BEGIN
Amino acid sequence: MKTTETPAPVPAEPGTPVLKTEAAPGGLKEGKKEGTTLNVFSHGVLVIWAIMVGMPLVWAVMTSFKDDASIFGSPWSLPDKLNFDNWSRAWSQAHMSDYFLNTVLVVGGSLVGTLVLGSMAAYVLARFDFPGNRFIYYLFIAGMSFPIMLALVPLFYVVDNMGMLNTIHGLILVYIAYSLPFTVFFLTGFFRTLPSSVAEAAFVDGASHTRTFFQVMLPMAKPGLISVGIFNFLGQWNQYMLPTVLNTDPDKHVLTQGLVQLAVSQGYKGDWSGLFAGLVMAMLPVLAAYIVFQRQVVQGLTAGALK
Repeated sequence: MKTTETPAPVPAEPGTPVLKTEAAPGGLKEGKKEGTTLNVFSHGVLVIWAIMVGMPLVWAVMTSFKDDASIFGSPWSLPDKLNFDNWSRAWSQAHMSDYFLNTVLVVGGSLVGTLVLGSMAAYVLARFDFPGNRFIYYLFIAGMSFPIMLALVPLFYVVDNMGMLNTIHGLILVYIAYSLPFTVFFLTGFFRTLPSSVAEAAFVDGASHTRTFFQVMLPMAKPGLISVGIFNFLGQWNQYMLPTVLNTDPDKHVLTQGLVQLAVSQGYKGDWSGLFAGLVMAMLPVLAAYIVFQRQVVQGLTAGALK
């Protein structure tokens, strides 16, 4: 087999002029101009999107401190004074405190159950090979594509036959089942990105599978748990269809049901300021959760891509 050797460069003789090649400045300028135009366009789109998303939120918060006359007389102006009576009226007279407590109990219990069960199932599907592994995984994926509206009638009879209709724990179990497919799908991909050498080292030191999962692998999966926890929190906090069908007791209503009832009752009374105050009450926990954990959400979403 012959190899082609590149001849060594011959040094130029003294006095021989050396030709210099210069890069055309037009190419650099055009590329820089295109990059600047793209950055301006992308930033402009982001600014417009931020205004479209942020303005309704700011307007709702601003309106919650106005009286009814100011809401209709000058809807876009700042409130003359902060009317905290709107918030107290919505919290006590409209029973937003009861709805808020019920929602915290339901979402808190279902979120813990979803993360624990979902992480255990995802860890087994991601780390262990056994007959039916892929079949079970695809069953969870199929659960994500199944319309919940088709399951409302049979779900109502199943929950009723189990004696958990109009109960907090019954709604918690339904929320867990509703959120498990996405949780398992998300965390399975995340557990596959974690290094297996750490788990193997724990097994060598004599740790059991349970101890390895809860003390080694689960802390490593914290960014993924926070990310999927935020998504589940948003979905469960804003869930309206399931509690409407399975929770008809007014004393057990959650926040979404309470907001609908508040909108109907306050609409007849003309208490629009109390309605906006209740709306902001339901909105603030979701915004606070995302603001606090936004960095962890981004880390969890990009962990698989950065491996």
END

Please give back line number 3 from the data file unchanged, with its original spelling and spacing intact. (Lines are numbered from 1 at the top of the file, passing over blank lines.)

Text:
């Protein structure tokens, strides 16, 4: 087999002029101009999107401190004074405190159950090979594509036959089942990105599978748990269809049901300021959760891509 050797460069003789090649400045300028135009366009789109998303939120918060006359007389102006009576009226007279407590109990219990069960199932599907592994995984994926509206009638009879209709724990179990497919799908991909050498080292030191999962692998999966926890929190906090069908007791209503009832009752009374105050009450926990954990959400979403 012959190899082609590149001849060594011959040094130029003294006095021989050396030709210099210069890069055309037009190419650099055009590329820089295109990059600047793209950055301006992308930033402009982001600014417009931020205004479209942020303005309704700011307007709702601003309106919650106005009286009814100011809401209709000058809807876009700042409130003359902060009317905290709107918030107290919505919290006590409209029973937003009861709805808020019920929602915290339901979402808190279902979120813990979803993360624990979902992480255990995802860890087994991601780390262990056994007959039916892929079949079970695809069953969870199929659960994500199944319309919940088709399951409302049979779900109502199943929950009723189990004696958990109009109960907090019954709604918690339904929320867990509703959120498990996405949780398992998300965390399975995340557990596959974690290094297996750490788990193997724990097994060598004599740790059991349970101890390895809860003390080694689960802390490593914290960014993924926070990310999927935020998504589940948003979905469960804003869930309206399931509690409407399975929770008809007014004393057990959650926040979404309470907001609908508040909108109907306050609409007849003309208490629009109390309605906006209740709306902001339901909105603030979701915004606070995302603001606090936004960095962890981004880390969890990009962990698989950065491996």